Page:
(Ed. note: The following is a reprint of an article that ran one year ago, on the day of the 2001 draft.]
Right now, 30 major-league organizations are making decisions that will impact the success of their franchise over the next few
years, and in some cases, for a decade or more. Unlike the football and basketball versions, though, the annual draft of young
talent doesn’t receive national television coverage or make men with good hair and strong opinions famous and wealthy.
The structure of baseball also means that the draft does not have to be the primary means of talent acquisition. It is much
easier to acquire players through free agency and trades, and the minor leagues allow a team to acquire and keep talent in a way
that organizations in other sports would only dream of doing.
That said, the draft is an important part of a well-run franchise. It is often the only route to the kind of franchise-caliber
player around whom a team can build a perennial contender. It is the best way to acquire players who will spend their prime
years in your organization. Quality player selection will give the major-league team options for replacing its players at a
nominal cost. Good drafting will also provide a base of talent for trades to fill holes at the major-league level.
Let’s get any illusions about the draft out of the way. Laughably, MLB tries to present the notion that the draft is about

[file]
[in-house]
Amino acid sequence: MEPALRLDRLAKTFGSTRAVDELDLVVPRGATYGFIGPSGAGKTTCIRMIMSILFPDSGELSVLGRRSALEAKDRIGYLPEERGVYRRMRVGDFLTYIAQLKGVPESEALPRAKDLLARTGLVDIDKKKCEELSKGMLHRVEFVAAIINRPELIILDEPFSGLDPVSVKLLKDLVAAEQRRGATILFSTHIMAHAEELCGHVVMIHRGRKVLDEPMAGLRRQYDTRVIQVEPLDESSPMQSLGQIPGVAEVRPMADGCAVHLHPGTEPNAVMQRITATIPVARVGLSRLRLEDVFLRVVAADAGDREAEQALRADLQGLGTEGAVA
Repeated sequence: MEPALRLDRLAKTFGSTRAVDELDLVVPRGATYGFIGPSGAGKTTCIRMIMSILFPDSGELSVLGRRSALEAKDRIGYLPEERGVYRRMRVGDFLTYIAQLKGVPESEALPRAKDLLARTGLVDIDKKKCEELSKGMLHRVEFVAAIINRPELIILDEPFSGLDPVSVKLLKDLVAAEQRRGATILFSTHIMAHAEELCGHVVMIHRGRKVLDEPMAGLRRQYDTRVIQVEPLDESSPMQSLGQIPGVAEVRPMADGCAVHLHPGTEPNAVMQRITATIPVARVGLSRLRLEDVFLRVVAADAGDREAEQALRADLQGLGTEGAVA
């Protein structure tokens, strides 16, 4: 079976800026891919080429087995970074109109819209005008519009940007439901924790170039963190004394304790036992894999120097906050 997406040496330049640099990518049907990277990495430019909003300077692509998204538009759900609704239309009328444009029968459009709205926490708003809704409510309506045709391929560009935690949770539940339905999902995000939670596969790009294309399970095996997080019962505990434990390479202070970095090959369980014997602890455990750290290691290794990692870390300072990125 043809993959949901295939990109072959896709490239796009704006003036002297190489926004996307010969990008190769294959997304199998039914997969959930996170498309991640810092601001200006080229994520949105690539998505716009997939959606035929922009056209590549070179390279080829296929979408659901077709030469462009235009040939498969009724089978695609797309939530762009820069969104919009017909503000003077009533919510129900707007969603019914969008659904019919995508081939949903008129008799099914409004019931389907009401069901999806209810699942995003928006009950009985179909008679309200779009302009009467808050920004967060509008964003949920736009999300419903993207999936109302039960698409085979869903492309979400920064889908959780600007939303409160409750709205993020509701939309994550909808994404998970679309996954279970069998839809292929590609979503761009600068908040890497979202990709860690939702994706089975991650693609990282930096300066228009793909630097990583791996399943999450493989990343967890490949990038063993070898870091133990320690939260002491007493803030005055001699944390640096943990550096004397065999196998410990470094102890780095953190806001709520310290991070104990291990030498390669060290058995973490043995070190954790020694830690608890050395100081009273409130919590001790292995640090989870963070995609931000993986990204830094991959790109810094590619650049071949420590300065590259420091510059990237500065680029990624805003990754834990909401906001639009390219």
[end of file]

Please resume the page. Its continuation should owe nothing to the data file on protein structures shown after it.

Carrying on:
competitive balance, about giving the worst teams the first crack at young talent. The ESPN.com
story quotes MLB’s brief in the Rolando Viera case:
In a response filed with the court on Thursday, an attorney for baseball...cited the desire to "ensure competitive balance
among the teams and (prevent) wealthier teams from cornering the top talent."
That sure sounds reasonable, but all the nominal "competitive balance" reasons for the draft pale before its real
raison d’etre: saving money. The draft exists to prevent players from negotiating with multiple teams and therefore garnering
market salaries for their services. It grew out of the bidding wars for amateur players in the 1950s and 1960s, and was damn
effective at its job: it would 16 years until an amateur player got a bonus as high as Rick Reichardt had in 1964, before the
draft was instigated.
Whether the draft is good or bad pretty much depends on whether you’re a supremely talented 18-year-old. The draft costs the top
few players subject to it millions of dollars, as evidenced by the contracts given to Travis Lee, John Patterson,
Matt White, and Bobby Seay when they were made loophole free agents in 1996.
Whatever side of the argument you take, you have to understand that the draft exists to drive down labor costs, not to make sure
bad teams get talent. For 60 years, baseball had doormats the likes of which we can’t even imagine, and no one sat around a
table and concocted a scheme to make things better for them, It was only when "help the bad teams" turned up as a side
effect of "save us money" that it started to sound real good. What, you think Walter O’Malley was sitting around
pondering ways to make the Athletics competitive, and just happened to stumble into something that saved everyone millions?
So when talk turns to the Twins passing on Mark Prior because of his price tag or the Devil Rays not being able to draft
Roscoe Crosby, remember that the system in place saves these teams millions of dollars compared to what an unrestricted
market would force them to pay the top talent coming into their industry.
Joe Sheehan is an author of Baseball Prospectus. You can contact him by